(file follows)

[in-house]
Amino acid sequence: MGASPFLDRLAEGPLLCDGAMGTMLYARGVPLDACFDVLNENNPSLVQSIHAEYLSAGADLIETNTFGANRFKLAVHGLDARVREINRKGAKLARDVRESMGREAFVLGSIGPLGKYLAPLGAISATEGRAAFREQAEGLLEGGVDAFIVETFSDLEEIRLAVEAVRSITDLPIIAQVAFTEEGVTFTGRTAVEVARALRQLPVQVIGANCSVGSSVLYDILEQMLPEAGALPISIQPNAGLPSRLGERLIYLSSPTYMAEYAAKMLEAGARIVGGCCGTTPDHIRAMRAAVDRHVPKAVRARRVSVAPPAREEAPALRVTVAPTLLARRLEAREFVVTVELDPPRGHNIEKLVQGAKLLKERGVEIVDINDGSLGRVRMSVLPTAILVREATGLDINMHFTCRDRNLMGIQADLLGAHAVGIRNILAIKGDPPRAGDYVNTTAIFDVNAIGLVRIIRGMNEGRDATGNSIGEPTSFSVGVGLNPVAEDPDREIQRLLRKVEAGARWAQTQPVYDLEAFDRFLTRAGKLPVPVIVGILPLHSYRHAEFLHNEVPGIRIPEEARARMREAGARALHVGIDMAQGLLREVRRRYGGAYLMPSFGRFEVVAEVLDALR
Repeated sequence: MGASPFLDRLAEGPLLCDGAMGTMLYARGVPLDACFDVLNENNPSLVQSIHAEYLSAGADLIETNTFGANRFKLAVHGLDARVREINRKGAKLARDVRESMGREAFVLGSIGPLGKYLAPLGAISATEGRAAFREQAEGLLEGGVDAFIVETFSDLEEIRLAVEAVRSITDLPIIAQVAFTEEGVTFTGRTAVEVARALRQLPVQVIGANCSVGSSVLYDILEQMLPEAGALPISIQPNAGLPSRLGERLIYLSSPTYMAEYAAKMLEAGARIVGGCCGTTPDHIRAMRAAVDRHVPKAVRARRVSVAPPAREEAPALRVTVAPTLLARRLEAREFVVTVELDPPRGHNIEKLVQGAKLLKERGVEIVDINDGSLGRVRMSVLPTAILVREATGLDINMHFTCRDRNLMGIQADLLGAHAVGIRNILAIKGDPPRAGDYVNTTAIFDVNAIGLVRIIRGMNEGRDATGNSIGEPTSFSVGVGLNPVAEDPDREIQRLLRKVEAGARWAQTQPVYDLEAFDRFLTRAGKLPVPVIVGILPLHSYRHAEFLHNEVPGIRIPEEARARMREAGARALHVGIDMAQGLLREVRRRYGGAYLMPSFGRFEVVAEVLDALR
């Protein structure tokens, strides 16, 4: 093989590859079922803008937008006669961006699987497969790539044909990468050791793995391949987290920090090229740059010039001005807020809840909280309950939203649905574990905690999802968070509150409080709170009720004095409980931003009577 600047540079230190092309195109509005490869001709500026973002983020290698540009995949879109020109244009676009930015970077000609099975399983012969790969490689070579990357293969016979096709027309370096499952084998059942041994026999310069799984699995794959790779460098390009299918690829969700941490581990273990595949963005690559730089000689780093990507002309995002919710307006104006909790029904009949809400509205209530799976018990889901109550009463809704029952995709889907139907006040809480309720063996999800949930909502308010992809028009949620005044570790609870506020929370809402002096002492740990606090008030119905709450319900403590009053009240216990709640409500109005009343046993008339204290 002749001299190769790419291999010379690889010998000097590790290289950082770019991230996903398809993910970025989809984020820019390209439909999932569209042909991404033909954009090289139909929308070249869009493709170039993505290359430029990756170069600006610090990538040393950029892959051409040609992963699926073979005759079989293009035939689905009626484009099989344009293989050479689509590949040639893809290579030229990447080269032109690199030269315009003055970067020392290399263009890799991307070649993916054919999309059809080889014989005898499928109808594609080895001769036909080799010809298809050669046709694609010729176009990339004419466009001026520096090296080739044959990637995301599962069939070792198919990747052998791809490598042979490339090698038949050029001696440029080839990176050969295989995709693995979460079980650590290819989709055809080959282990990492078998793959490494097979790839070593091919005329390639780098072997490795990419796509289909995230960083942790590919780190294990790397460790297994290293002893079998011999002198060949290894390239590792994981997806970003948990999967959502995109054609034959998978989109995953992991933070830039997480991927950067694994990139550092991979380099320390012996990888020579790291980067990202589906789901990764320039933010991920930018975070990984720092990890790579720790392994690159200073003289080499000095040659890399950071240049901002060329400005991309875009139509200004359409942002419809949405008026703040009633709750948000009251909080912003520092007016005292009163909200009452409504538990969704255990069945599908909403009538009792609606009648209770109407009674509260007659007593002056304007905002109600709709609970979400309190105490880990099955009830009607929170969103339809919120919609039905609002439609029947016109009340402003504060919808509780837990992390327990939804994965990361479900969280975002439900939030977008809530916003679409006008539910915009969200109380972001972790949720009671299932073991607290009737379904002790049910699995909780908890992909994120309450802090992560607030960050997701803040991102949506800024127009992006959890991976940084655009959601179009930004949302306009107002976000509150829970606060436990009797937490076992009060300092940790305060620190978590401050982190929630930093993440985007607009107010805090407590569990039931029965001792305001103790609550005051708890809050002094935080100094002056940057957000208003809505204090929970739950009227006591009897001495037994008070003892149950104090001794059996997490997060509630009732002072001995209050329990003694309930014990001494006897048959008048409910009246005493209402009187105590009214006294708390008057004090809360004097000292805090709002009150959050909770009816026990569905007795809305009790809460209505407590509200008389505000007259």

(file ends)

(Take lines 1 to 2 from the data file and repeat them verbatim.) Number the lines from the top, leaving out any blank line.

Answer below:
[in-house]
Amino acid sequence: MGASPFLDRLAEGPLLCDGAMGTMLYARGVPLDACFDVLNENNPSLVQSIHAEYLSAGADLIETNTFGANRFKLAVHGLDARVREINRKGAKLARDVRESMGREAFVLGSIGPLGKYLAPLGAISATEGRAAFREQAEGLLEGGVDAFIVETFSDLEEIRLAVEAVRSITDLPIIAQVAFTEEGVTFTGRTAVEVARALRQLPVQVIGANCSVGSSVLYDILEQMLPEAGALPISIQPNAGLPSRLGERLIYLSSPTYMAEYAAKMLEAGARIVGGCCGTTPDHIRAMRAAVDRHVPKAVRARRVSVAPPAREEAPALRVTVAPTLLARRLEAREFVVTVELDPPRGHNIEKLVQGAKLLKERGVEIVDINDGSLGRVRMSVLPTAILVREATGLDINMHFTCRDRNLMGIQADLLGAHAVGIRNILAIKGDPPRAGDYVNTTAIFDVNAIGLVRIIRGMNEGRDATGNSIGEPTSFSVGVGLNPVAEDPDREIQRLLRKVEAGARWAQTQPVYDLEAFDRFLTRAGKLPVPVIVGILPLHSYRHAEFLHNEVPGIRIPEEARARMREAGARALHVGIDMAQGLLREVRRRYGGAYLMPSFGRFEVVAEVLDALR